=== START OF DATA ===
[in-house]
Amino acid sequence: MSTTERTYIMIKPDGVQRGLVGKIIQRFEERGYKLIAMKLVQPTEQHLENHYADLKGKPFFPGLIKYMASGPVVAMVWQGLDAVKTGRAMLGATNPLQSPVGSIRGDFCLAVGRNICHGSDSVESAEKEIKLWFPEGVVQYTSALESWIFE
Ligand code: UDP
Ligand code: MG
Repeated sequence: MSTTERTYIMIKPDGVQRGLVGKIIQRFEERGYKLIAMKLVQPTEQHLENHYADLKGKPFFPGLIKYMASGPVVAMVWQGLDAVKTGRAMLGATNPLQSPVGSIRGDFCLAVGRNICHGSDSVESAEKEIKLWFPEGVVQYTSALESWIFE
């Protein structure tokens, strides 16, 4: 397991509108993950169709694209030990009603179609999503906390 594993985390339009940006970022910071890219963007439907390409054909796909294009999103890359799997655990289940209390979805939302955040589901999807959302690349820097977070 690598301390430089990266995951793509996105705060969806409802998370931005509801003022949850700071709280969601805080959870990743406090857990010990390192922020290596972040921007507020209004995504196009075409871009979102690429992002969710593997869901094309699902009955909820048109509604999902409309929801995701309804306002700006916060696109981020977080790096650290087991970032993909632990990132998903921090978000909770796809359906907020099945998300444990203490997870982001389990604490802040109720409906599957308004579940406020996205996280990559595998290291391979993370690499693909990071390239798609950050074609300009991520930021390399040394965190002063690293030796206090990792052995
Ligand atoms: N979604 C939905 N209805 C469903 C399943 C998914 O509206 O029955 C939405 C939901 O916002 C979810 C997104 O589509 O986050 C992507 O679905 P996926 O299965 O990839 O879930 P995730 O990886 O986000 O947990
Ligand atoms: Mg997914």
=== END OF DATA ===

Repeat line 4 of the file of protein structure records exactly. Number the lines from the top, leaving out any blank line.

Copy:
Ligand code: MG